How to Choose the Right Brake Pads for Toyota?
Not so long ago the top vehicle manufacturer, Toyota, has been dethroned by another big manufacturer, the Volkswagen group. Whilst Toyota may not be known for designing the most luxurious vehicles, the brand is more known for its affordable cars. But this doesn’t mean Toyotas are cheap or unreliable. As a matter of fact, Toyota is known for making the most durable and reliable vehicles.
Japanese automakers, in general, are known for their durable and reliable vehicles, with Toyota being at the forefront. Moreover, this company makes vehicles with all kinds of electronics from the windows and wipers to the AC, side mirrors and even seats. They were the first ones to implement a wide array of electronics in their rides. Innovation, durability and reliability are just some of their main features, but as with all vehicles, they are prone to defects and issues and the most common one is the brake pads.
What Are Toyota Brake Pads Made of?
Also known as non-asbestos, these are the most widely used Toyota brake pads. Organic pads are the most affordable as they are the easiest to manufacture. Organic Toyota rear brake pads and front pads are used for everyday driving. This is because unlike other types, they cannot bear the stress of off-roading or racing. They are not good at dissipating heat as easily and wear off pretty easily.
With low-metallic Toyota brake pads, you get an organic formula mixed with anywhere between 10 % to 30 % steel or copper in it. These pads are able to perform better than organic ones as they dissipate heat far better. One downside of low-metallic pads is that they make a lot of noise when you apply the brakes and create a lot of dust too.
The most commonly used Toyota rear brake pads have somewhere between 30 % and 65 % metal in them. Usually, these contain copper, steel wool, and wire. Although all these elements are bonded together with the help of an organic mixture, they perform way better than organic and even low-metallic pads. They are far more efficient at braking and don’t wear off as easily.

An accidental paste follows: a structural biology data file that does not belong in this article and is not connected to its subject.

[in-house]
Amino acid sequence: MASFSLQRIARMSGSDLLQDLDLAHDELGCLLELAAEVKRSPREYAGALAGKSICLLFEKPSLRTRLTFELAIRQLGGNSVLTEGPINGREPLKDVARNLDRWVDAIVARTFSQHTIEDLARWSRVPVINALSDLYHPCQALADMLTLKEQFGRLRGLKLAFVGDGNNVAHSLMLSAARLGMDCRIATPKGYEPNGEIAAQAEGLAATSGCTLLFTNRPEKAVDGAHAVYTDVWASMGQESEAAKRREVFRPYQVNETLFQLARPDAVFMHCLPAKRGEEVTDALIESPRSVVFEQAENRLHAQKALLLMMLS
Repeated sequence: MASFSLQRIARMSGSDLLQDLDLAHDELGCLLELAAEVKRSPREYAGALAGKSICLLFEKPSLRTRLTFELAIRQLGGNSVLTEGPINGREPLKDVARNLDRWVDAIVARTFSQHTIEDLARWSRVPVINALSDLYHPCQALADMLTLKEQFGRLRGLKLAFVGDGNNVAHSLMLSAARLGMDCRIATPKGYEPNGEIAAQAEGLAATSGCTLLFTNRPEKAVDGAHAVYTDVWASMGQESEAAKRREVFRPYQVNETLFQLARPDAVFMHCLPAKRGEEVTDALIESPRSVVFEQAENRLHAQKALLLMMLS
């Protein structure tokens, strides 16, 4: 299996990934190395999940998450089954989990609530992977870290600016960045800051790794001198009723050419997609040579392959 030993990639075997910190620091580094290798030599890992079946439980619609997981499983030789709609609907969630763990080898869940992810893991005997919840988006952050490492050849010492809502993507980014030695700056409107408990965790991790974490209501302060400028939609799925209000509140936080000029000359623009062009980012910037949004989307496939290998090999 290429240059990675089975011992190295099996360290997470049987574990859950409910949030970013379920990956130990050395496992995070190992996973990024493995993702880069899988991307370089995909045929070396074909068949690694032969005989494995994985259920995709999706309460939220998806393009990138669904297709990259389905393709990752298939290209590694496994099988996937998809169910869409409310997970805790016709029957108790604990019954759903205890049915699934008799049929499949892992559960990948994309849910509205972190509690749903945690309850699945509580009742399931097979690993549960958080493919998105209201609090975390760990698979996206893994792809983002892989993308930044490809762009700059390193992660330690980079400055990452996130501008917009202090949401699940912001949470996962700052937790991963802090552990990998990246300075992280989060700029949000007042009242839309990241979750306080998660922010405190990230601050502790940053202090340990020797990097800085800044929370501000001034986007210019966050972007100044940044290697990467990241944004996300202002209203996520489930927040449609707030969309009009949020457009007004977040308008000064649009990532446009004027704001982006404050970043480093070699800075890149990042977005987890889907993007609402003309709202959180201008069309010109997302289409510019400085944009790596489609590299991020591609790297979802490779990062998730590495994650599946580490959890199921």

The most expensive brake pads you’ll find on any Toyota or any other vehicle are ceramic. They are known to provide the best braking performance and dissipate heat the fastest. Ceramic pads are not affected by the cold as metallic ones and they do not make any loud noises when braking. They can perform in extremely hot conditions excellently.
How Long Do Toyota Brake Pads Last?
Typically, Toyota front brake pads, as well as rear ones, will last you anywhere between 48,000 km and 110,000 km. Some can even last close to 160,000 km. This also depends on the way you drive your vehicle and how well you look after it.
How to Take Care of Your Toyota’s Brake Pads
The more you can coast with your Toyota, the better. Some might say that coasting is bad but if you do it properly and when your vehicle can handle it, it’s actually a good thing. This requires you to pay attention to the traffic flow. For example, when going uphill, instead of hitting the gas pedal and then braking, let your vehicle coast up. Then, apply the brakes when your car starts losing speed. This way you won’t apply as much pressure and your brakes won’t wear that fast.
Driving fast may be enjoyable for you, but it isn’t that much great for your brake pads. The faster you drive, the more pressure you will need to put on the pads in order to slow down or stop your ride.
Talking about hitting the pedal, it is not recommended that you do so with both feet. Remember the more pressure you put on the brake pads the more they will wear down. The same goes when you apply the brake pedal too hard.
Keeping your vehicle as light as possible will put a lot less stress on the brakes when you use them. More weight means greater kinetic energy and more pressure on the pads.
Hurry to Stop
Don’t rush to a red light just so you can be the first in the line waiting for it to turn green. This not only does not make sense but it also helps wear your pads quicker. Instead, go up to the stop sign or traffic light at a moderate speed and coast to the line with a little bit of braking.